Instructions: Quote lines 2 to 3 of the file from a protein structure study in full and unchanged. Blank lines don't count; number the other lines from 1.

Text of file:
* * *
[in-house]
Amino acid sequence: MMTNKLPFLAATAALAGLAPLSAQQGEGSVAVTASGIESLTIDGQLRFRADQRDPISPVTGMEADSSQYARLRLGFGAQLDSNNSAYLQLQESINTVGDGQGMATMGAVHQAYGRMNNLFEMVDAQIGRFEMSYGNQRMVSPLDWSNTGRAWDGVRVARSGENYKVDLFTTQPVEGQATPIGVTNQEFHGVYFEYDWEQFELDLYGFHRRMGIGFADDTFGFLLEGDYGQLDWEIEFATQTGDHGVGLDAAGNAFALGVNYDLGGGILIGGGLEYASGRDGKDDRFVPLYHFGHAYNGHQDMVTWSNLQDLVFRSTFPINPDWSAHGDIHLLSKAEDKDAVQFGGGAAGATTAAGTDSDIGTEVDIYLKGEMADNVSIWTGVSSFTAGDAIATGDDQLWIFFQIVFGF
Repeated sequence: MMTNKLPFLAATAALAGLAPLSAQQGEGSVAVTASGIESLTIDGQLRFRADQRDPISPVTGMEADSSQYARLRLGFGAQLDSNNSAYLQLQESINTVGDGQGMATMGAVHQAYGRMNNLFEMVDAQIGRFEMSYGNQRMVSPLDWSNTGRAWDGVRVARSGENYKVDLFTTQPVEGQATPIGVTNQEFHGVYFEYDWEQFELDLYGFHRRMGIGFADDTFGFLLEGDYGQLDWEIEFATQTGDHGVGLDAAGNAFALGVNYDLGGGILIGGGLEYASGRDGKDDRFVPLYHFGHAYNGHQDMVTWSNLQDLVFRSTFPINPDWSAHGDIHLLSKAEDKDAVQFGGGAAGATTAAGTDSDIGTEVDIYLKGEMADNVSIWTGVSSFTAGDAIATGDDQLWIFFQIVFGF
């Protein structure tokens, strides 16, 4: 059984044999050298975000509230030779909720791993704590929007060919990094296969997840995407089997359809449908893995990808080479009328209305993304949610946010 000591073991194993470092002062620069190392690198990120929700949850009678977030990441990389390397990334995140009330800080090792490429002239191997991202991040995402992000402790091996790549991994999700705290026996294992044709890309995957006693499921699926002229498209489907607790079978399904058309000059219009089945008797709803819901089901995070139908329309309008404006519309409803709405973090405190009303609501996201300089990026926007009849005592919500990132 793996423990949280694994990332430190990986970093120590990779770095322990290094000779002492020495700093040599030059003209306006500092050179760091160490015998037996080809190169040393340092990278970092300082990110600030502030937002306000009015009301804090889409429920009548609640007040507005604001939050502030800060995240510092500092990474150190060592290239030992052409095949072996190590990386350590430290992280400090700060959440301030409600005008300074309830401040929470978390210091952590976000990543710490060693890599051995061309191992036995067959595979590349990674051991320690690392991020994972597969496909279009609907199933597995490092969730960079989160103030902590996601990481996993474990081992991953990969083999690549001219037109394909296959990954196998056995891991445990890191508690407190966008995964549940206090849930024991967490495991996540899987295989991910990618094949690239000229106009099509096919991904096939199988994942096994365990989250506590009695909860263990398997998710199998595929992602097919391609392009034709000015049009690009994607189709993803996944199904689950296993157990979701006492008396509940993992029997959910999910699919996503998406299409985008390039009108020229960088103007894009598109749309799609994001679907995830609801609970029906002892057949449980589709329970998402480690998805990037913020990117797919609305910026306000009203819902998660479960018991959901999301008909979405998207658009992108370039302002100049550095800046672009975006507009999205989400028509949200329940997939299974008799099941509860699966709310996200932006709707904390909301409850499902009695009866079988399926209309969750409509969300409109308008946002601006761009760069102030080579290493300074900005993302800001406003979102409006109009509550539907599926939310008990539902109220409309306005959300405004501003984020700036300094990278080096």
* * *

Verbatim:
Amino acid sequence: MMTNKLPFLAATAALAGLAPLSAQQGEGSVAVTASGIESLTIDGQLRFRADQRDPISPVTGMEADSSQYARLRLGFGAQLDSNNSAYLQLQESINTVGDGQGMATMGAVHQAYGRMNNLFEMVDAQIGRFEMSYGNQRMVSPLDWSNTGRAWDGVRVARSGENYKVDLFTTQPVEGQATPIGVTNQEFHGVYFEYDWEQFELDLYGFHRRMGIGFADDTFGFLLEGDYGQLDWEIEFATQTGDHGVGLDAAGNAFALGVNYDLGGGILIGGGLEYASGRDGKDDRFVPLYHFGHAYNGHQDMVTWSNLQDLVFRSTFPINPDWSAHGDIHLLSKAEDKDAVQFGGGAAGATTAAGTDSDIGTEVDIYLKGEMADNVSIWTGVSSFTAGDAIATGDDQLWIFFQIVFGF
Repeated sequence: MMTNKLPFLAATAALAGLAPLSAQQGEGSVAVTASGIESLTIDGQLRFRADQRDPISPVTGMEADSSQYARLRLGFGAQLDSNNSAYLQLQESINTVGDGQGMATMGAVHQAYGRMNNLFEMVDAQIGRFEMSYGNQRMVSPLDWSNTGRAWDGVRVARSGENYKVDLFTTQPVEGQATPIGVTNQEFHGVYFEYDWEQFELDLYGFHRRMGIGFADDTFGFLLEGDYGQLDWEIEFATQTGDHGVGLDAAGNAFALGVNYDLGGGILIGGGLEYASGRDGKDDRFVPLYHFGHAYNGHQDMVTWSNLQDLVFRSTFPINPDWSAHGDIHLLSKAEDKDAVQFGGGAAGATTAAGTDSDIGTEVDIYLKGEMADNVSIWTGVSSFTAGDAIATGDDQLWIFFQIVFGF